Remember Time Crisis 2 on PS2? Remember wishing the lightgun had recoil, as it did in the arcade? Remember instinctively stamping your foot to press the foot pedal, as you did in the arcade? Remember mapping the cover/reload button to the PS2 pad and putting it on the floor and pretending you were in the arcade?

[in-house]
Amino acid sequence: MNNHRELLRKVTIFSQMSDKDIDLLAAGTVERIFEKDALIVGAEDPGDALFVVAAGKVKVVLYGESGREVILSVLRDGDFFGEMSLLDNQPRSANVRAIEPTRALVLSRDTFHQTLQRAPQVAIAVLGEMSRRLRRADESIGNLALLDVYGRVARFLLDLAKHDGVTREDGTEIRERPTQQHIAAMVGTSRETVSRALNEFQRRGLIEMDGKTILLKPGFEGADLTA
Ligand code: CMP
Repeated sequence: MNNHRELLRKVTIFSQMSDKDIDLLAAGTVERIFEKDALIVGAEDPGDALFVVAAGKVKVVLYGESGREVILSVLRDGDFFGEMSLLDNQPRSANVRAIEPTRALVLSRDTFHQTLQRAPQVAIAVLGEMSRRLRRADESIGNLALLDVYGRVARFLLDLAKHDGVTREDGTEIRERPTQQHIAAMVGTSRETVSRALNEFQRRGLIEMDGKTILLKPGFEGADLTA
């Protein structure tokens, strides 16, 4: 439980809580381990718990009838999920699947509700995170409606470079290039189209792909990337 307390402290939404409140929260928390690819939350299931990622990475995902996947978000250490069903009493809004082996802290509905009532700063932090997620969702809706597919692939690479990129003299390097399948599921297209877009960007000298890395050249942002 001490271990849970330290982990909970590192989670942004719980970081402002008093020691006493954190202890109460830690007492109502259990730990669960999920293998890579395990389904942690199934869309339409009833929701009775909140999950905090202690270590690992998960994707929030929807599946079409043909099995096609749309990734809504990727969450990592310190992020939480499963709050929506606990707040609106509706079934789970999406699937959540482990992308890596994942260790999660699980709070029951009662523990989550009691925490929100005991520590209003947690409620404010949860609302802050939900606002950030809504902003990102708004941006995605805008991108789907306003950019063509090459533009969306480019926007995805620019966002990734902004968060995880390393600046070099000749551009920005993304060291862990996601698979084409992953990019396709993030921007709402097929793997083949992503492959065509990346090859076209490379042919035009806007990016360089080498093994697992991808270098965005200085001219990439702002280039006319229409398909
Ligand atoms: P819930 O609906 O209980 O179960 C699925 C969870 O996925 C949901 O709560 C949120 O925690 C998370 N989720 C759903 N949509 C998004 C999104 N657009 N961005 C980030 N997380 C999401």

Namco Publisher Sony Guns of the Namco Next time you make it in to work a few minutes late and your boss produces a newspaper to swat you round the head with, try telling him that you were having a Time Crisis at home. Henceforth he'll know not to bother you. A man that leaps around his own living room brandishing a couple of pistols and taking out the scourge of humanity with a wry grin and a schedule to keep isn't to be messed about. Your boss knows that. Time Crisis 2 is one of my all-time favourite arcade games. The pedal and gun system for ducking in and out of cover is the stuff of gaming legends, and Namco have successfully recreated the Time Crisis experience on PlayStation 2. The PS2 version has nicer visuals, more things to do and plays just as well as the arcade version. What more could a fan want? It also ships with the light gun - GunCon 2 - for £49.99. GunCon 2 is quite ingenious. It plugs into one of the PlayStation 2's USB slots (located just below the first controller port) and has a two-way cable bridge. You plug the composite video cable into one side and plug the other side into your TV. As a result the GunCon 2 is extremely accurate, right down to the pixel. You get a decent length of cable with it, and if you buy another GunCon 2 (or have an old GunCon from the original PSX) you can hook it up and play with a mate. Or, even better, play two-handed. You want the board's respect, right? First of all we should address the graphics. Namco always does a good job of arcade to console ports, and Time Crisis 2 is no exception. Granted, it isn't a patch on the likes of Gran Turismo, but it does still look pretty damn good and you can see where Namco have made an effort and spruced things up a bit. Additions include improved textures, higher polygon counts for the characters, backgrounds and such, and clouds of dust that I swear I didn't see in the arcade version. Do you feel lucky? The point of Time Crisis 2 though is action, and less-complicated graphics make it easier to pick out your target. At the start of the game you and your partner (who can be controlled by the AI or by another player via I-Link or split-screen) are plunged into a world of crime. It seems to be a prerequisite in this genre that your storyline be complete pants, and Time Crisis 2 knows not to mess with tradition. The story is played out through unremarkable cutscenes with bad voice-acting and unlikely scenarios, and concerns somebody's attempts to take over the world. You and your partner progress through the game capping bad guys with your GunCons, and with each new situation you pick a protected spot. You crouch behind this until you depress the button on the butt of the GunCon 2, at which point you pop up and let rip. If they start to shoot back or you run out of ammo, let go and you duck back down and reload. Simple, really. Purists will want the real arcade experience though, which is difficult to do. Apart from requiring a 38" flatscreen TV, you also need to think about the pedal. Fortunately, you can put your disused Dual Shock 2 controller on the floor and tap the buttons on and off like the pedal to the same effect. Quite novel, although you want to be gentle with it, because bare-footed you will learn to respect it as much as your son's strategically positioned Duplo bricks, and otherwise you run the risk of using too much force and stamping the poor thing into oblivion. Nonetheless, the GunCon 2 cover system works really well, and as if marshalling that wasn't difficult enough, you often find yourself in situations where popping up also has you moving slowly forward, moving in and out of cover. This adds a dynamic element missing from games like those of the lethargic Virtua Cop series. Your partner also gets in the way now and then, or takes up a ridiculous position more or less facing you. Making sure you don't wound him is another clenched fist of excitement. Those Continues don't last forever... It's what you do with it that counts One of the things it's hard not to find fault with though is the game's length. Going the distance takes less than an hour if you don't run out of Continues. There are three stages, each with its own big boss, and there are a few heavily armoured cars and such to overcome along the way as well, but it's not really enough. Even those out of practice with the lightgun will triumph in a matter of hours. Thankfully there's plenty beyond the Story Mode, starting with the added incentive of the Best Times leaderboard. The faster and the more accurately you complete a stage, the better placed you are on the leaderboard. Among Time Crisis fans this is likely to add a lot of replay value. Other game modes include One-Mission Select, which lets you practice any mission from Story Mode that you have already accessed, and four sub-games; Agent Trainer, Quick & Crash, Shoot Away 2 and Crisis Mission. These range from standard target practice and timed shoots with recorded accuracy to missions specifically about avoiding civilian contact and beating the clock. The thing that really does it for me though is the two-player mode. You can hook up two consoles using I-Link or you can just plug in two guns and go at it on the same screen. This is great because Time Crisis 2 also allows for people who like to play two-handed. So if you fancy a bit of John Woo action, you're in luck! This added several more hours of mindless blasting to the action for me. It's just a shame you can't buy an authentic Time Crisis pedal; maybe I can rig something that cut into my foot... Showdown Ultimately, Time Crisis 2 is a reasonably-priced fast-paced lightgun game that pits your accuracy with a pistol and the speed of your reactions against the clock. I bought it for a perfectly acceptable £49.99, including the GunCon 2, which commands respect. It's an arcade-perfect conversion, with added bonuses including new game modes and improved graphics, and it's all fully customisable through the various options menus. It's all over far too soon though, and before long it's not going to command your attention for more than half an hour at a time. It may look okay, but it's not an exceptionally detailed game, and it certainly could have been. It's not a 60Hz game, either. Bring me the head of the man responsible. Those things said, people will still find reasons to buy Time Crisis 2. There is still nothing quite like the feeling of diving out of cover with two guns at the ready, and everyone has at least a few double-handed shootout fantasies to fulfil. The bottom line is that this is the best lightgun game on any system at the moment, it's just that lightgun games are pretty darned shallow. If you want something with a prolonged narrative and want to take a new experience away from every sitting, this isn't for you. But if you like lightgun games and £50 isn't too much for a game you may only dip into for the odd hour here and there, you could do a lot worse. It will certainly impress your mates. 7